Friday night in Jaffa, and it’s a party. Jaffa, to the south of Tel Aviv, is where the cool kids hang, apparently — think Dalston or the meatpacking district, and add radical chic. An Israeli-Russian dude in big ironic spectacles tells me that, not far from here, they filmed scenes for the second season of Homeland. ‘So you can see how edgy it is,’ he says. He’s being sarcastic.

We’re in a nice big two-floor apartment. The crowd is a mix of British foreign correspondents grumbling about their salaries, good-looking Israelis, and anguished Yanks competing to be more pro-Palestinian than each other. (‘Off the record — OK? — but Israel is effectively a terrorist state that is systematically oppressing an entire people.’) The election is next week, but it is not really the done thing to talk about it. To ask about the success of the Israeli right is to be met with a dumb stare. ‘Sorry, but I’m, like, so far to the left of Israeli politics I’m not even on the scale,’ says one American boy. He looks sad.

Upstairs on the balcony, is a friendly and rotund Armenian whose father is an opera singer. He wants to be a pop star. ‘You know Mika?’ he asks. ‘I like Mika. It’s cool.’ Downstairs, I’m introduced to a married gay couple. Husband 1, a Brit who represents Palestinians for the UN, tells me that his partner is Israeli and a ‘mad Zionist’. Husband 2 then tells me that the Jewish settlers are like a ‘cancer’ that can’t be stopped. ‘Zey breed and zey breed and breed.’ As if things weren’t strange enough, a PR girl for the Israel Defense Forces turns up. She has sexy eyes and angry red lips. Everybody is mean to her, some jokingly, some outright hostile. ‘The IDF bitch,’ they call her. One wants to sympathise, so I ask her about women in the military. She pulls an it-hurts-me-how-stupid-you-are face, and ignores the question. Towards the end, the hostess, who’s charming, says she wants to make a film about the funny life of foreign journalists in Israel. It’s a great idea.

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To Jerusalem. I join the Britain-Israel Communications and Research Centre’s (Bicom) press delegation. On Monday, election eve, we meet Uzi Landau, the 70-year-old energy minister. Uzi is part of the right-wing Likud-Beiteinu, and hasn’t exactly softened with age. ‘I like to answer tough questions,’ he says. There are two large Israeli flags crossed behind him. He cautions Brits against raising unrealistic hopes among Palestinians and stresses the increasing threat to Israel following the popular uprisings of the Arab Spring. So is democracy the problem in the Arab world? ‘I don’t want to go into that.’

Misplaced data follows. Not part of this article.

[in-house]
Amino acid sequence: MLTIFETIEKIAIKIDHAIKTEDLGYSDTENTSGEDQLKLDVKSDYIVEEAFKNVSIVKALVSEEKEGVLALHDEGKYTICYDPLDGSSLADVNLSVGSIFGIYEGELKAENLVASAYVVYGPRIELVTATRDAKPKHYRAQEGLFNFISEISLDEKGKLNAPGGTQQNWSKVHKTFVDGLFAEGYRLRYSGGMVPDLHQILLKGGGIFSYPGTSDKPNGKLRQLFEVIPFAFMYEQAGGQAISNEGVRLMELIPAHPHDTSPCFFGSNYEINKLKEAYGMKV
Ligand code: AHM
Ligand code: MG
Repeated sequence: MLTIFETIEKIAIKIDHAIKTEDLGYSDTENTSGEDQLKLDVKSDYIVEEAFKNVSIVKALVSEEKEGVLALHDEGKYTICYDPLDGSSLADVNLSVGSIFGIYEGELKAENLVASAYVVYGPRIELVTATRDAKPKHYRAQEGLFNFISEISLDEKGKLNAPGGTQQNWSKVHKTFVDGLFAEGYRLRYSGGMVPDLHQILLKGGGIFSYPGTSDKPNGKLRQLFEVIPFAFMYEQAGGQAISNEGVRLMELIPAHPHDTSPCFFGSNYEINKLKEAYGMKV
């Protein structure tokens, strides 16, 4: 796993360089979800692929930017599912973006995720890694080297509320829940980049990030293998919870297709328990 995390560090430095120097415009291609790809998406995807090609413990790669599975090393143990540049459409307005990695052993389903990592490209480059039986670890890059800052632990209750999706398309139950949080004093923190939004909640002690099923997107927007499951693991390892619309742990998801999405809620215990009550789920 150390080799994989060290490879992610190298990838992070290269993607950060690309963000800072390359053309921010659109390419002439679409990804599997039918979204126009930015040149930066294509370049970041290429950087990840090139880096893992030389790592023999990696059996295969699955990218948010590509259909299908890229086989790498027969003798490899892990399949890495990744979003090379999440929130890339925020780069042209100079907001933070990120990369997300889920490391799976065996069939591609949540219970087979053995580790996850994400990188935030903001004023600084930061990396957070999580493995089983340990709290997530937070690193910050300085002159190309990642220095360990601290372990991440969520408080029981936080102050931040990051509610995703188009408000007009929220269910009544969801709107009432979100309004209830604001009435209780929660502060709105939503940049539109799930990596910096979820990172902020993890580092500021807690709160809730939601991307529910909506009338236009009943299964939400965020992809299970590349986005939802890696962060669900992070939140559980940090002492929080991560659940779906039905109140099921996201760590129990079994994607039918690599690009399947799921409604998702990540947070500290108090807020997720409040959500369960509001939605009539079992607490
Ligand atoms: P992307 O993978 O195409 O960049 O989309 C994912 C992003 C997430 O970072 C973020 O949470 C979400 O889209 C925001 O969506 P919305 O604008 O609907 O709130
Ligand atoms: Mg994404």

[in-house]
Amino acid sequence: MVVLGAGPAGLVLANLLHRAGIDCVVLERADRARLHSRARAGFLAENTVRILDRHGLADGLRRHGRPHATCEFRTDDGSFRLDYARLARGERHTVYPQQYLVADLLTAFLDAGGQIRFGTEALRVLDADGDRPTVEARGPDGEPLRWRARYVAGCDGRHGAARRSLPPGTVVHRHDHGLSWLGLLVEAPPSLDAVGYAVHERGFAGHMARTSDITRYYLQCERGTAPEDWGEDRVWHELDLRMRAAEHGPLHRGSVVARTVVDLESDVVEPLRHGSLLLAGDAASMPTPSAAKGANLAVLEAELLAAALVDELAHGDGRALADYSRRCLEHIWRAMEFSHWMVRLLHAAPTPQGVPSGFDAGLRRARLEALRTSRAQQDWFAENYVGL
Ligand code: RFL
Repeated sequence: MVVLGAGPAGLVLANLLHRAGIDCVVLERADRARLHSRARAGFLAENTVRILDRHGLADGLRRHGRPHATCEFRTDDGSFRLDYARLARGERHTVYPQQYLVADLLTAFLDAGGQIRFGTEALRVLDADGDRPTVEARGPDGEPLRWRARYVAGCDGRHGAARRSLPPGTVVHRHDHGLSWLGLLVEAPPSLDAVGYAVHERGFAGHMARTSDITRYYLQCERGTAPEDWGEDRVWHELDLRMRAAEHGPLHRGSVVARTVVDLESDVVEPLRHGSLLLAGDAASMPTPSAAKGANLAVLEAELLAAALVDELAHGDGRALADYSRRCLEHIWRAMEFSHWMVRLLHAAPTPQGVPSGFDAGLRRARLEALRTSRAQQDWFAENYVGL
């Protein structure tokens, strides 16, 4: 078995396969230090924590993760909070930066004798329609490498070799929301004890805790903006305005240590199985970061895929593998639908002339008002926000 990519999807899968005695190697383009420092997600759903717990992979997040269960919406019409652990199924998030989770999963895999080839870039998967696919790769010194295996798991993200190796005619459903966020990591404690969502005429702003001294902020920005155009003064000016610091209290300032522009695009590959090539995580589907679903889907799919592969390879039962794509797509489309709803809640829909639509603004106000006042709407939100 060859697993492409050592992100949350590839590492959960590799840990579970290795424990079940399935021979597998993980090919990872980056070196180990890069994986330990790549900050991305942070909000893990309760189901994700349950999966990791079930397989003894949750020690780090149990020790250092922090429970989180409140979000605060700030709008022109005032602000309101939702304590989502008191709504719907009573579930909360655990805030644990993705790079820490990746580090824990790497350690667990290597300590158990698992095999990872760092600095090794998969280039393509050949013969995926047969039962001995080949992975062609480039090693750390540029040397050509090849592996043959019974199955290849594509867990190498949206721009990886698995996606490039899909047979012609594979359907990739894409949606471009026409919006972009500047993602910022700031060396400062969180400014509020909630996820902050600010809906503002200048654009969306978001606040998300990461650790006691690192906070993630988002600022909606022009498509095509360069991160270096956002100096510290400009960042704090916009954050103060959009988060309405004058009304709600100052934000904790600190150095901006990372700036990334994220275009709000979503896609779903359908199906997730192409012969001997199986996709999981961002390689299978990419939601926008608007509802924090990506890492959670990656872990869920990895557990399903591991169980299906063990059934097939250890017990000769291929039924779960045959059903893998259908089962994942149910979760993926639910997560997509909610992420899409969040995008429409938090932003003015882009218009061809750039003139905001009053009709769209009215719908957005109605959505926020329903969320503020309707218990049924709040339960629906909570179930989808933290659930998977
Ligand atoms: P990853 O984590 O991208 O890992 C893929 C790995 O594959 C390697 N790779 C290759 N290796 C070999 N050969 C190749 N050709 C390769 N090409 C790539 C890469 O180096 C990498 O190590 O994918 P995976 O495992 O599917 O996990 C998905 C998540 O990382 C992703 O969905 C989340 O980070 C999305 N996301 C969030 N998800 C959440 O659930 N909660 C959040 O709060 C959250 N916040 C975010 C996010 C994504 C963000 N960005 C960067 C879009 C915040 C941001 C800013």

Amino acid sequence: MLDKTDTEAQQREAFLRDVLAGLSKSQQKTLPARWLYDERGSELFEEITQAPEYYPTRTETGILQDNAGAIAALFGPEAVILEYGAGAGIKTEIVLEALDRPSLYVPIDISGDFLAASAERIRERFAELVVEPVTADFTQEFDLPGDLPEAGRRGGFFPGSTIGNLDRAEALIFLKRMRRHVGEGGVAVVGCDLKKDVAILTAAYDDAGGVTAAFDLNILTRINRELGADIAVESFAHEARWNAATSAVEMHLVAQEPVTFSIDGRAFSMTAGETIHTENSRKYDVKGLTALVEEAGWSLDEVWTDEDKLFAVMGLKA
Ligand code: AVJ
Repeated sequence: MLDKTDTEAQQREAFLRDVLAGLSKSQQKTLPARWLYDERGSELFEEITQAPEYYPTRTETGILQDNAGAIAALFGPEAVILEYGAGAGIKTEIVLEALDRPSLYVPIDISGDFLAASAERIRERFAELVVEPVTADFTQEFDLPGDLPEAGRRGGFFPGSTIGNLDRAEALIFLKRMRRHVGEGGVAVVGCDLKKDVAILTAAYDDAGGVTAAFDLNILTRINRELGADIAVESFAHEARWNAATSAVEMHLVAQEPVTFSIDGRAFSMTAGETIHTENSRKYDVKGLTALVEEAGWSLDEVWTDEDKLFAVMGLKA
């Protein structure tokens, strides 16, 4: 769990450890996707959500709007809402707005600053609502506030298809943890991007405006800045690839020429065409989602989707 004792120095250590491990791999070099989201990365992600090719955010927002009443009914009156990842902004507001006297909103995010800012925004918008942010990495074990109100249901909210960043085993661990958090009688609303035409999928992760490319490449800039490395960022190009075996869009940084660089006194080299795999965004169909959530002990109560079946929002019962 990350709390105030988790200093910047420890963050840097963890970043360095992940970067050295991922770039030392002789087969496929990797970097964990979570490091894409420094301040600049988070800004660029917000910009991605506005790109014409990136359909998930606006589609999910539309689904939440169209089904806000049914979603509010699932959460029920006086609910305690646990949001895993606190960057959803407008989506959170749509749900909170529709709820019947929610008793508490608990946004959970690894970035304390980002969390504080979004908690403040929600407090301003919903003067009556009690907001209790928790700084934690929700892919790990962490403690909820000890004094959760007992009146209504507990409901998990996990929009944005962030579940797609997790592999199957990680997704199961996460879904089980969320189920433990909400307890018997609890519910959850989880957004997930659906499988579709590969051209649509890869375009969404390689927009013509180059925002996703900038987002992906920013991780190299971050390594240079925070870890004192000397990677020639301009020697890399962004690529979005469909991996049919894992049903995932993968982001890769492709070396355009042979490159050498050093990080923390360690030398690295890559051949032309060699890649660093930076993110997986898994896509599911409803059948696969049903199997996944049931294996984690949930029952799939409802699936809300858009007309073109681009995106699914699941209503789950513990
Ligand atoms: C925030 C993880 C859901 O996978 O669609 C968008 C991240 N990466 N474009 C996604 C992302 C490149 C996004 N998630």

Back in Tel Aviv, we head to the offices of Hatnua, a new centre-left party set up seven weeks ago by Tzipi Livni, the popular centre-left figure. A hope-and-change vibe here: hot girls in jeans strutting about looking busy and confident. We talk to Knesset member Yoel Hasson. He starts by ripping into prime minister Netanyahu’s record. Since Netanyahu is sure to win, however, he adds that Hutnua will happily form a coalition with him. ‘I never vote for Netanyahu, but I appreciate him,’ he says. In walks Alon Tal, co-chair of the Green Movement, which has joined Tzipi’s late push. I ask him about reports that eco-conscious voters are mistakenly supporting the Green Leaf, an entirely separate pro-cannabis party. ‘It’s a problem,’ he admits, lips twitching. ‘But it’s sad, when we have all these important issues, that’s what you want to talk about.’

Next, we go to a seafront restaurant to meet Avishay Braverman, a former World Bank man and minister, who is a Knesset member for the Labor party these days. He’s charming, passionate, and a bit of a name-dropper. ‘I like Tony [Blair] — he’s a friend of mine,’ he says. He orders bouillabaisse and red wine, and shouts about the political class, the crazy Israeli far right and the divided centre-left. ‘We have five parties! For what?’ He blames young people and Twitter.

Election night. A press event hosted by the Israel Project. The canapés are good. We hear whispers, via (ahem) Twitter, of a big shock. Sure enough, the first exit poll shows that Yair Lapid, the good-looking TV star of the populist centre-ground, is the big story. He has won 19 seats, which will force Bibi to bring him and his Yesh Atid party into government. Some of the experts are convinced that this is great news for Israeli liberals. The Ultra-Orthodox and the Religious Zionists are in trouble, Netanyahu has been embarrassed, and Israel has proved it is not as crazily right-wing as the bien-pensant world thinks. Last’s week narrative: the rise of the far right can be junked. Phew! Others raise doubts: Lapid’s focus has been domestic — his position on the Palestinian issue is not altogether clear, Netanyahu can still form a nasty alliance with the Ultra-Orthodox, and who is sure that Lapid will amount to more than a handsome cipher? Outside, we meet a group of Likud boys in Kippahs and suits. They try to be cheerful, but they look glum.

On to a campaign party for Yesh Atid. It’s loud. There’s a media scrum around Lapid, the man of the hour. He looks unhappy, which is odd — maybe it’s because he’s being jostled into a car by security men. Inside, activists are banging drums, singing, and drinking Lambrusco. We catch a word with Yaakov Peri, who will be in the new Knesset with Yesh Atid. What does tonight mean for Israel, I ask pathetically. ‘Change,’ he replies. He doesn’t expand on the point.

This article first appeared in the print edition of The Spectator magazine, dated